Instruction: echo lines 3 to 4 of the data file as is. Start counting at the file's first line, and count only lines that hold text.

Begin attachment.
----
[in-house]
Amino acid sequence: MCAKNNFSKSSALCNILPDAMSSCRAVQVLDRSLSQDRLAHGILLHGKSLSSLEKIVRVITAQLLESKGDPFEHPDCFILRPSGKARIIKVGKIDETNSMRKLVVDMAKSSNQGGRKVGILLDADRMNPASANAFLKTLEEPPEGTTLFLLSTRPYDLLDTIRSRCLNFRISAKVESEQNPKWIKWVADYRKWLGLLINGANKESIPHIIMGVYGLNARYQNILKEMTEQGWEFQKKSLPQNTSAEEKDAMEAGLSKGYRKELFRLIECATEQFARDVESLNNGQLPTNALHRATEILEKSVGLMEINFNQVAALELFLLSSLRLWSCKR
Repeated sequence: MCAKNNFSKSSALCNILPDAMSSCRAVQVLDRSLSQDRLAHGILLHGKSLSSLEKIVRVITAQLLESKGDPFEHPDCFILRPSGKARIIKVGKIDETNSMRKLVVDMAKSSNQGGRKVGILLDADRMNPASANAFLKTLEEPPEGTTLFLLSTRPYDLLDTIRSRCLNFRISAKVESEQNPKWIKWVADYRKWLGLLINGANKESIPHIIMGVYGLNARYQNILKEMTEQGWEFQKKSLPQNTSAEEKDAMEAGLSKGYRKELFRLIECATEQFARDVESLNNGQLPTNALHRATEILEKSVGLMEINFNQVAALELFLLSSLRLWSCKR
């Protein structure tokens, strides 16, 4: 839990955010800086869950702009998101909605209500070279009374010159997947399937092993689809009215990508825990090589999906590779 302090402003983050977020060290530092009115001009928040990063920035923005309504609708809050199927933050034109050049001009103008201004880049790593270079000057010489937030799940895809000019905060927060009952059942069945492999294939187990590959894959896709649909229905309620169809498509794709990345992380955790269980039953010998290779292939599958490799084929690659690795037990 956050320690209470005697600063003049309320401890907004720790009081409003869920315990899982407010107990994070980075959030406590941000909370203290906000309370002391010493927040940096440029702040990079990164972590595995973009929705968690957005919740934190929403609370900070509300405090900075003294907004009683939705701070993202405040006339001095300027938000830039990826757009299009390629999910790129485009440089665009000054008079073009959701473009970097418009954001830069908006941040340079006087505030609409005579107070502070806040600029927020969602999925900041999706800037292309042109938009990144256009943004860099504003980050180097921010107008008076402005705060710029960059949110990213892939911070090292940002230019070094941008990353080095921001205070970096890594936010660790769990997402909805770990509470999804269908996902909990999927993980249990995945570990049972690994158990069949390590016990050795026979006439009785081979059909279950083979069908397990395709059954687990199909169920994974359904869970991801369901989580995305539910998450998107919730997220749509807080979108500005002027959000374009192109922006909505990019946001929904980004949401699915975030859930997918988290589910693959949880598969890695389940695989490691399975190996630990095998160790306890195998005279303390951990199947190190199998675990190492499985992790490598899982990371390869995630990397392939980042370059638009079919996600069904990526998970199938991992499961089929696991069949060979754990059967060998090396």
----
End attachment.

Repeated sequence: MCAKNNFSKSSALCNILPDAMSSCRAVQVLDRSLSQDRLAHGILLHGKSLSSLEKIVRVITAQLLESKGDPFEHPDCFILRPSGKARIIKVGKIDETNSMRKLVVDMAKSSNQGGRKVGILLDADRMNPASANAFLKTLEEPPEGTTLFLLSTRPYDLLDTIRSRCLNFRISAKVESEQNPKWIKWVADYRKWLGLLINGANKESIPHIIMGVYGLNARYQNILKEMTEQGWEFQKKSLPQNTSAEEKDAMEAGLSKGYRKELFRLIECATEQFARDVESLNNGQLPTNALHRATEILEKSVGLMEINFNQVAALELFLLSSLRLWSCKR
């Protein structure tokens, strides 16, 4: 839990955010800086869950702009998101909605209500070279009374010159997947399937092993689809009215990508825990090589999906590779 302090402003983050977020060290530092009115001009928040990063920035923005309504609708809050199927933050034109050049001009103008201004880049790593270079000057010489937030799940895809000019905060927060009952059942069945492999294939187990590959894959896709649909229905309620169809498509794709990345992380955790269980039953010998290779292939599958490799084929690659690795037990 956050320690209470005697600063003049309320401890907004720790009081409003869920315990899982407010107990994070980075959030406590941000909370203290906000309370002391010493927040940096440029702040990079990164972590595995973009929705968690957005919740934190929403609370900070509300405090900075003294907004009683939705701070993202405040006339001095300027938000830039990826757009299009390629999910790129485009440089665009000054008079073009959701473009970097418009954001830069908006941040340079006087505030609409005579107070502070806040600029927020969602999925900041999706800037292309042109938009990144256009943004860099504003980050180097921010107008008076402005705060710029960059949110990213892939911070090292940002230019070094941008990353080095921001205070970096890594936010660790769990997402909805770990509470999804269908996902909990999927993980249990995945570990049972690994158990069949390590016990050795026979006439009785081979059909279950083979069908397990395709059954687990199909169920994974359904869970991801369901989580995305539910998450998107919730997220749509807080979108500005002027959000374009192109922006909505990019946001929904980004949401699915975030859930997918988290589910693959949880598969890695389940695989490691399975190996630990095998160790306890195998005279303390951990199947190190199998675990190492499985992790490598899982990371390869995630990397392939980042370059638009079919996600069904990526998970199938991992499961089929696991069949060979754990059967060998090396």